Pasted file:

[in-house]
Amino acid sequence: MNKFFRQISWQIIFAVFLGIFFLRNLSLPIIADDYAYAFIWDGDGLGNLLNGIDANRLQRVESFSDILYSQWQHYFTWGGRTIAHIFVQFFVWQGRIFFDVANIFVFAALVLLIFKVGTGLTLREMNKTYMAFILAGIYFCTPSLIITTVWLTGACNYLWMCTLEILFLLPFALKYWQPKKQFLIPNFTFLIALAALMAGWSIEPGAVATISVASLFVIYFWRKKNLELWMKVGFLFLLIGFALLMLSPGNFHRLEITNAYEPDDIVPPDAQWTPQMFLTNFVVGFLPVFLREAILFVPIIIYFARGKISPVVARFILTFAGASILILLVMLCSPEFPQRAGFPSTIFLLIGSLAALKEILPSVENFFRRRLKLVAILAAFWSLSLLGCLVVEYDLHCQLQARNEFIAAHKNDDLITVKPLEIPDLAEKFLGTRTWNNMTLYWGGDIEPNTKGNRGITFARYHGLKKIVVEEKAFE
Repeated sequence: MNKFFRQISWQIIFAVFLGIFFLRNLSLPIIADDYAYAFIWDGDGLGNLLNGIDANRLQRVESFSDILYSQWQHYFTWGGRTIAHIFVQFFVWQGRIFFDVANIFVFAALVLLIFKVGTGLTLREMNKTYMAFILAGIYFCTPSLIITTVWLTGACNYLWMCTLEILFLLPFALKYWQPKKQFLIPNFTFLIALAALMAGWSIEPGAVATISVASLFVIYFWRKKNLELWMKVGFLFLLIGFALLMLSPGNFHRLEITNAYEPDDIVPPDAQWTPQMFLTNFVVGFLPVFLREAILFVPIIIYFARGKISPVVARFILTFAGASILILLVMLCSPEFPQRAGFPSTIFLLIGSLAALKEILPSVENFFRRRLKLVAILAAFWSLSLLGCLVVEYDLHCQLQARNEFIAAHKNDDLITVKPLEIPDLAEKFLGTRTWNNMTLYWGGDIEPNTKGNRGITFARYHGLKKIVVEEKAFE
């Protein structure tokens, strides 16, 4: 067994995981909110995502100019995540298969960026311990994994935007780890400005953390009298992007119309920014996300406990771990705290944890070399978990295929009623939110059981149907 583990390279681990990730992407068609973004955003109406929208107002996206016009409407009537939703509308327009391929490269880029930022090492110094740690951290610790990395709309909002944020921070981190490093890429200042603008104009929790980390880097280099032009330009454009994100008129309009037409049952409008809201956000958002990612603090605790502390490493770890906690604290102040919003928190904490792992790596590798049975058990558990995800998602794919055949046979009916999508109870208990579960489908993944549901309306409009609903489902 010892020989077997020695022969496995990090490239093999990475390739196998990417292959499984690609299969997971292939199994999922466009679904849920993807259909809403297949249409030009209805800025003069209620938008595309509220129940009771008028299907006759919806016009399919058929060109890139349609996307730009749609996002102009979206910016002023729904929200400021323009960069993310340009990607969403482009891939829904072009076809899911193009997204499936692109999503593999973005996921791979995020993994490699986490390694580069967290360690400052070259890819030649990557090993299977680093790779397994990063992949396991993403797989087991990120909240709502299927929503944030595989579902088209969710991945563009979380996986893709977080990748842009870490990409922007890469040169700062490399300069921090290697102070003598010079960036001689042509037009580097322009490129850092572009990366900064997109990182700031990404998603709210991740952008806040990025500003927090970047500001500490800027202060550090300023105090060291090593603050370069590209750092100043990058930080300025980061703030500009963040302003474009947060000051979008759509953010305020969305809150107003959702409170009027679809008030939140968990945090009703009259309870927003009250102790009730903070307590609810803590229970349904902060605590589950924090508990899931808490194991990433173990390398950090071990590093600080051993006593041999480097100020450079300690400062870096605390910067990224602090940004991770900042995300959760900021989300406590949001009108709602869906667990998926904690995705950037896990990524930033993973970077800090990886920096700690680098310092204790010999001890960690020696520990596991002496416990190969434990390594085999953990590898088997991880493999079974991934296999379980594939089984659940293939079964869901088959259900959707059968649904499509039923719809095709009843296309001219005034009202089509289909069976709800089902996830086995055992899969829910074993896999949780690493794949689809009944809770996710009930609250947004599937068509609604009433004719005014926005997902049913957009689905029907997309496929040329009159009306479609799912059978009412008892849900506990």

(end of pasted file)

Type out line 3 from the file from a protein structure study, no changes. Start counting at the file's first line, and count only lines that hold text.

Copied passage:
Repeated sequence: MNKFFRQISWQIIFAVFLGIFFLRNLSLPIIADDYAYAFIWDGDGLGNLLNGIDANRLQRVESFSDILYSQWQHYFTWGGRTIAHIFVQFFVWQGRIFFDVANIFVFAALVLLIFKVGTGLTLREMNKTYMAFILAGIYFCTPSLIITTVWLTGACNYLWMCTLEILFLLPFALKYWQPKKQFLIPNFTFLIALAALMAGWSIEPGAVATISVASLFVIYFWRKKNLELWMKVGFLFLLIGFALLMLSPGNFHRLEITNAYEPDDIVPPDAQWTPQMFLTNFVVGFLPVFLREAILFVPIIIYFARGKISPVVARFILTFAGASILILLVMLCSPEFPQRAGFPSTIFLLIGSLAALKEILPSVENFFRRRLKLVAILAAFWSLSLLGCLVVEYDLHCQLQARNEFIAAHKNDDLITVKPLEIPDLAEKFLGTRTWNNMTLYWGGDIEPNTKGNRGITFARYHGLKKIVVEEKAFE